What are Coffers?

Michael Pollick

Coffers in the literal sense were strongboxes designed to store and protect tangible valuables such as currency, precious metals, jewelry and deeds from theft. Because linens and clothing were considered nearly as valuable as money before the Industrial Revolution, it would not be unusual for those items to be stored away in coffers as well. The fabled treasure chests buried by rogue pirates would also be considered coffers, and were most likely stolen from their owners intact. Many coffers would have been made from heavy woods augmented with metal strapping, along with forged iron locks and reinforced hinges.

Today, coffers are any kind of surplus or rainy day fund.
Today, coffers are any kind of surplus or rainy day fund.

In the financial sense, coffers are the tangible and intangible assets available to a government entity or private concern. While these assets may not be literally stored away in ornate wooden trunks for safekeeping, they are often considered to be a surplus "rainy day fund" outside of the normal funding and budget allocations. A city government, for example, may be very reluctant to tap into its coffers to pay for an unexpected expense. In a sense, a government or business's coffers are viewed as reserves for emergency use only, since they will need to be replenished over time.

Coffers were made to protect precious metals and other treasure.
Coffers were made to protect precious metals and other treasure.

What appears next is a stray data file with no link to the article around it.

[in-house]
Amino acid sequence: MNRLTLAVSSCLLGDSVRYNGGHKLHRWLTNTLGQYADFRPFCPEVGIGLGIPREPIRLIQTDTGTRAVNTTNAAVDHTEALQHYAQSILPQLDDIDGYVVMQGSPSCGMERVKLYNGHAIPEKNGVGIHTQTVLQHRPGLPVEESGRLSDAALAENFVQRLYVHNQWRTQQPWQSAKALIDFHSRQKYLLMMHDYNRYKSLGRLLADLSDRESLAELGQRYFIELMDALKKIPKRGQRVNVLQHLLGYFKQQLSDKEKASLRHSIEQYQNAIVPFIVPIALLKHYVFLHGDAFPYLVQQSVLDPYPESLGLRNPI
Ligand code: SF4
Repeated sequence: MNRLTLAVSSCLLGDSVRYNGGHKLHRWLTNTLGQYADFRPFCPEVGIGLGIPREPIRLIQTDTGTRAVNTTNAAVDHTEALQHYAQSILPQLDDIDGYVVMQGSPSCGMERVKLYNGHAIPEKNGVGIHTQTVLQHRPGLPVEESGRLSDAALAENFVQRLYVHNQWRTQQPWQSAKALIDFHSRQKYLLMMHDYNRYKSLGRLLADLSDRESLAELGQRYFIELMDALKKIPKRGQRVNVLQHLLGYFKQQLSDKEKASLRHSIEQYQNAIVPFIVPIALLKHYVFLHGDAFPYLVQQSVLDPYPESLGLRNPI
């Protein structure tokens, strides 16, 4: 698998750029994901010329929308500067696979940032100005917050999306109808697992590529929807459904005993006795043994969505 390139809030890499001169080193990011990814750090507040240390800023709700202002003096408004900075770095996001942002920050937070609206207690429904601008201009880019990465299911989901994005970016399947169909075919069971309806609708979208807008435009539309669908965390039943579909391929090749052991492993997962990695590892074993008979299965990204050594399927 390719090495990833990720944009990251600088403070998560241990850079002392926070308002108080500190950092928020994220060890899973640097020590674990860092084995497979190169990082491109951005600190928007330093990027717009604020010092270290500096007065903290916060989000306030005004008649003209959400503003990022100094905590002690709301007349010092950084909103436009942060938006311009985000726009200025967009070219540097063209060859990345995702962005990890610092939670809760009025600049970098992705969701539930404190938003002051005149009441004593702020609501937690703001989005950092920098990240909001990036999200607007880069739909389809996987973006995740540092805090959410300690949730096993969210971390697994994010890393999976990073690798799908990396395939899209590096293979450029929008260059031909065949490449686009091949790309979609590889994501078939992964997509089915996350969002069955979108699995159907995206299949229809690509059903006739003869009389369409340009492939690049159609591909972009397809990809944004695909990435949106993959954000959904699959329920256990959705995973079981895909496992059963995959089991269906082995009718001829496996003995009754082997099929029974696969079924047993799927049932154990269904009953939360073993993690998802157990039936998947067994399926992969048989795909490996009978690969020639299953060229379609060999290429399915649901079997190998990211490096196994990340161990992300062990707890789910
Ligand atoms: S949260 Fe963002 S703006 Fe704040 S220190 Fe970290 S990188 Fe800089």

Sometimes a natural disaster will cause a local government to tap into its own coffers rather than wait for financial assistance from state or federal agencies. It's not necessarily a question of having the funds available, but more of a question over depleting one's own limited coffers when other alternatives are available. Natural disasters, lowered tax bases or general economic difficulties can all cause local governments to tap into their own coffers before assistance becomes available.

Events outside the normal budget of a government can also require a visit to the coffers. Funding for a war or other military action, especially a protracted war with no foreseeable conclusion, may require a country to tap into its reserves or coffers. Candidates seeking election to an office, particularly on the national level, may view donations from supporters as their campaign coffers. When those funds fall below a certain level, the candidate may feel the need to hold a fundraising event to replenish his or her so-called "war chest" or campaign coffers.

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